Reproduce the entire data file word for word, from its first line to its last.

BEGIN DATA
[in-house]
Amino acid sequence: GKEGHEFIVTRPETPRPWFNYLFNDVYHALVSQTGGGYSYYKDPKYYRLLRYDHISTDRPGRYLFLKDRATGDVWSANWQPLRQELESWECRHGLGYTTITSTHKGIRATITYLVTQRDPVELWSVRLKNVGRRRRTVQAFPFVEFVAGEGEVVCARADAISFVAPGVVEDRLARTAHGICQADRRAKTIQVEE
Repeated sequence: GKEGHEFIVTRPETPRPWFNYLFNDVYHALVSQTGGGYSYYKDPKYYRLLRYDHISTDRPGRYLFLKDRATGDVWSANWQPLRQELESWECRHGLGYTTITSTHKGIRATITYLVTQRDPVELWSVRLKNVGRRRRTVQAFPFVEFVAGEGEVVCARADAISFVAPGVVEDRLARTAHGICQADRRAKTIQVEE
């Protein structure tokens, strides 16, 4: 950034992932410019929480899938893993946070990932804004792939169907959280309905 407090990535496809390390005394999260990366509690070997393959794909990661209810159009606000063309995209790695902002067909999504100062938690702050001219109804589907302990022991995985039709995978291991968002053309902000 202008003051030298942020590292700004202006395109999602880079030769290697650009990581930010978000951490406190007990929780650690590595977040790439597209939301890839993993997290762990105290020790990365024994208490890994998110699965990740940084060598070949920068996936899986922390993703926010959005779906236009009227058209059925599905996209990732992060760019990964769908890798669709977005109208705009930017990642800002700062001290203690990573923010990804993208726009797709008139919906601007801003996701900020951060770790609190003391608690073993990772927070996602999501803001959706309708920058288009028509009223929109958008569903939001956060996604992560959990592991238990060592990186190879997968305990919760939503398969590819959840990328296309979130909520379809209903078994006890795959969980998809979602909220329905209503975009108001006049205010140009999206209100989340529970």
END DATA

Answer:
[in-house]
Amino acid sequence: GKEGHEFIVTRPETPRPWFNYLFNDVYHALVSQTGGGYSYYKDPKYYRLLRYDHISTDRPGRYLFLKDRATGDVWSANWQPLRQELESWECRHGLGYTTITSTHKGIRATITYLVTQRDPVELWSVRLKNVGRRRRTVQAFPFVEFVAGEGEVVCARADAISFVAPGVVEDRLARTAHGICQADRRAKTIQVEE
Repeated sequence: GKEGHEFIVTRPETPRPWFNYLFNDVYHALVSQTGGGYSYYKDPKYYRLLRYDHISTDRPGRYLFLKDRATGDVWSANWQPLRQELESWECRHGLGYTTITSTHKGIRATITYLVTQRDPVELWSVRLKNVGRRRRTVQAFPFVEFVAGEGEVVCARADAISFVAPGVVEDRLARTAHGICQADRRAKTIQVEE
């Protein structure tokens, strides 16, 4: 950034992932410019929480899938893993946070990932804004792939169907959280309905 407090990535496809390390005394999260990366509690070997393959794909990661209810159009606000063309995209790695902002067909999504100062938690702050001219109804589907302990022991995985039709995978291991968002053309902000 202008003051030298942020590292700004202006395109999602880079030769290697650009990581930010978000951490406190007990929780650690590595977040790439597209939301890839993993997290762990105290020790990365024994208490890994998110699965990740940084060598070949920068996936899986922390993703926010959005779906236009009227058209059925599905996209990732992060760019990964769908890798669709977005109208705009930017990642800002700062001290203690990573923010990804993208726009797709008139919906601007801003996701900020951060770790609190003391608690073993990772927070996602999501803001959706309708920058288009028509009223929109958008569903939001956060996604992560959990592991238990060592990186190879997968305990919760939503398969590819959840990328296309979130909520379809209903078994006890795959969980998809979602909220329905209503975009108001006049205010140009999206209100989340529970």